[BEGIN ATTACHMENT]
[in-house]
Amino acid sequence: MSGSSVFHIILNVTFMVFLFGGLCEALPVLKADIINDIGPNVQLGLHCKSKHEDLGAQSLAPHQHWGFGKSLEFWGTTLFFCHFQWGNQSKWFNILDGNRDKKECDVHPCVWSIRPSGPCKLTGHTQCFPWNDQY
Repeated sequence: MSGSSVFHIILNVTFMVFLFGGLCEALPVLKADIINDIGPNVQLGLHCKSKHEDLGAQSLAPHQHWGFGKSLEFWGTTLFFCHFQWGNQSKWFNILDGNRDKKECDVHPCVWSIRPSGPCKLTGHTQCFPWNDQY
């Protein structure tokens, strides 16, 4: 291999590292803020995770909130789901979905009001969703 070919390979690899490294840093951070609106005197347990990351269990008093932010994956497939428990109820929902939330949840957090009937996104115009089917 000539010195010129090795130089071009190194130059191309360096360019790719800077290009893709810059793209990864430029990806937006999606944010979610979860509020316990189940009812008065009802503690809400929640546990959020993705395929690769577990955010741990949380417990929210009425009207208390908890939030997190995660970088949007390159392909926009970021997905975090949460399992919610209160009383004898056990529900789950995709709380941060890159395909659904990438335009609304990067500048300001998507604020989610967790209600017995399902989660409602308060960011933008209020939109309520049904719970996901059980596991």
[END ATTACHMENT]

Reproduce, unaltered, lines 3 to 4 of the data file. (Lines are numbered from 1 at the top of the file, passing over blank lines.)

Repeated sequence: MSGSSVFHIILNVTFMVFLFGGLCEALPVLKADIINDIGPNVQLGLHCKSKHEDLGAQSLAPHQHWGFGKSLEFWGTTLFFCHFQWGNQSKWFNILDGNRDKKECDVHPCVWSIRPSGPCKLTGHTQCFPWNDQY
């Protein structure tokens, strides 16, 4: 291999590292803020995770909130789901979905009001969703 070919390979690899490294840093951070609106005197347990990351269990008093932010994956497939428990109820929902939330949840957090009937996104115009089917 000539010195010129090795130089071009190194130059191309360096360019790719800077290009893709810059793209990864430029990806937006999606944010979610979860509020316990189940009812008065009802503690809400929640546990959020993705395929690769577990955010741990949380417990929210009425009207208390908890939030997190995660970088949007390159392909926009970021997905975090949460399992919610209160009383004898056990529900789950995709709380941060890159395909659904990438335009609304990067500048300001998507604020989610967790209600017995399902989660409602308060960011933008209020939109309520049904719970996901059980596991």